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Last Week’s Top Gold Movers: Kirkland Lake Gold Inc., Hochschild Mining Plc and African Barrick Gold PLC

Gold traded in a range between $1,234 and $1,255 per ounce last week, but ended the week almost unchanged, up by 0.2% at $1,254 per ounce.

Of course, the only practical way for most private investors to invest in gold is through exchange-traded funds. The largest gold ETF, the $32bn SPDR Gold Trust (NYSE: GLD.US), ended last week up 0.46% at $120.93, while London-listed Gold Bullion Securities (LSE: GBS) ended the week up 0.28% at $120.48. Over the last twelve months, shareholders of Gold Bullion Securities have seen the value of their holdings fall by 28.8%, while the value of SPDR Gold Trust shares has fallen by 26.1%.

Despite gold’s flat performance last week, a number of gold mining shares outperformed the yellow metal by a large margin, making strong gains:

Kirkland Lake Gold (LSE: KGI) climbed 14% to 160p last week, after the firm approved a shareholder rights plan aimed at preventing opportunistic attempts to gain control of the company while the board’s strategic review — which may recommend a sale — is still underway. Kirkland’s share price remained flat in early trading this morning, despite the firm announcing that the Toronto Stock Exchange has deferred its approval of the plan, pending confirmation that it is acceptable to the Ontario Securities Commission.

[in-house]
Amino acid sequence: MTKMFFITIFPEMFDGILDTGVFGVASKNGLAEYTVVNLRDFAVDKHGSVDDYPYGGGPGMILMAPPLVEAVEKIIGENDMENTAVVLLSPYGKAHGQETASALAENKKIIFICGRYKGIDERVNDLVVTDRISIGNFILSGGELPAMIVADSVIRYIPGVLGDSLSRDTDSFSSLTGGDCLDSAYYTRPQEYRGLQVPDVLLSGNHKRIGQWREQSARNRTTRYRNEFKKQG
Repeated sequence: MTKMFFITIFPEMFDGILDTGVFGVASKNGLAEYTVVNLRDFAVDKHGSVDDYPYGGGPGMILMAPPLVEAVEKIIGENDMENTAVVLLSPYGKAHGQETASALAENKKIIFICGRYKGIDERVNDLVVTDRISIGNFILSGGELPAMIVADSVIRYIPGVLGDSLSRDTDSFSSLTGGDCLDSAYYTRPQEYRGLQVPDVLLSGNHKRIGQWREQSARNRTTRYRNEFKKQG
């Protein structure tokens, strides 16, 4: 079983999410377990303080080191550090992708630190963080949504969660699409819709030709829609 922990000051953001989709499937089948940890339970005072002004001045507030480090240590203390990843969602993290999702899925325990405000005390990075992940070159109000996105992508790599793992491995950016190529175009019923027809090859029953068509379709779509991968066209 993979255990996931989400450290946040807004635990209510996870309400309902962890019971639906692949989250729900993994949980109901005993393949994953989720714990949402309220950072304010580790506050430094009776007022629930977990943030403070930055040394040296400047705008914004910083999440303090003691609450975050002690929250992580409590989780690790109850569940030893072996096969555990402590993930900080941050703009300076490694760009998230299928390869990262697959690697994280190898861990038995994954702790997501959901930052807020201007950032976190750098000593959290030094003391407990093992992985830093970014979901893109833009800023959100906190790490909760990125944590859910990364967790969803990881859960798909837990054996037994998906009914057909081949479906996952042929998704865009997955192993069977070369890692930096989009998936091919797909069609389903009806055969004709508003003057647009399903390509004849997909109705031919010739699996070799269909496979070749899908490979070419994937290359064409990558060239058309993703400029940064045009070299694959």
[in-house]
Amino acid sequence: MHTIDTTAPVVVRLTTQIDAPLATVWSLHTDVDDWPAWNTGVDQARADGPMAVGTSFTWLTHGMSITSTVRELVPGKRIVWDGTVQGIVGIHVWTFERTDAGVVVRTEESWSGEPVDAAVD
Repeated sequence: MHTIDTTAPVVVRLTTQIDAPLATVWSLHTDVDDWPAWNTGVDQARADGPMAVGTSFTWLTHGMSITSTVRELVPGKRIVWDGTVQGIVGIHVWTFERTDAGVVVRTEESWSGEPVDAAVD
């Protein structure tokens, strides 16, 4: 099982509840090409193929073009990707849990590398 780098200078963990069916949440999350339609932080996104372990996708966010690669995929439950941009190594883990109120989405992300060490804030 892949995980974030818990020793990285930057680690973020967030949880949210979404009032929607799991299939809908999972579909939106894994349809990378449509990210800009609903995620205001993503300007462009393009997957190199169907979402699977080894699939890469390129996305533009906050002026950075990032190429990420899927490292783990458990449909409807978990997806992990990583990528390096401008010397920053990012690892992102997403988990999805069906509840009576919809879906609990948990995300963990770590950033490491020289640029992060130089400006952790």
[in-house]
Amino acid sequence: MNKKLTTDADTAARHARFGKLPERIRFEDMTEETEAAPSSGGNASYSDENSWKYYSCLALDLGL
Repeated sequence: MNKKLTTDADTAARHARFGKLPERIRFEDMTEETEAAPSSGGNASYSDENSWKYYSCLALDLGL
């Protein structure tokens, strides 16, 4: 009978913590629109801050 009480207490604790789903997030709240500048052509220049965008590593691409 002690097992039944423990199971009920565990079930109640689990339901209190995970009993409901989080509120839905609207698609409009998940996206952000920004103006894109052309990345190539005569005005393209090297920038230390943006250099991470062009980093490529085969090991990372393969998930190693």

African Barrick Gold (LSE: ABG) rose by 6.1% to 198p last week. The firm’s share price spiked on Wednesday after the company published an exploration update reporting positive drilling results from its Bulyanhulu and West Kenya Aircore drilling programmes. Key intersections from the Bulyanhulu drilling programme included 1.64m at 11.7g/t from Reef 1 and 1.28m at 76.7g/t in the Reef 2 resource area.

Hochschild Mining (LSE: HOC) added 6.3% to 144p last week after the gold and silver miner announced that it had successfully raised $350m of new debt through an issue of 7.875% senior notes. The majority of the money will be used to repay the bridging loan used by Hochschild’s subsidiary Compañía Minera Ares S.A.C. in its acquisition of International Minerals Corporation in December.

Hochschild Mining and African Barrick Gold both offered generous dividend yields until the falling price of gold forced them to cut their payouts. The cuts caught some investors by surprise, but if you'd used the 'five golden rules' in "How To Create Dividends For Life", the Motley Fool's latest special report, you could have seen the cuts coming and avoided further losses. For instant access to your copy of this free report, click here now.

> Roland does not own shares in any of the companies mentioned in this article.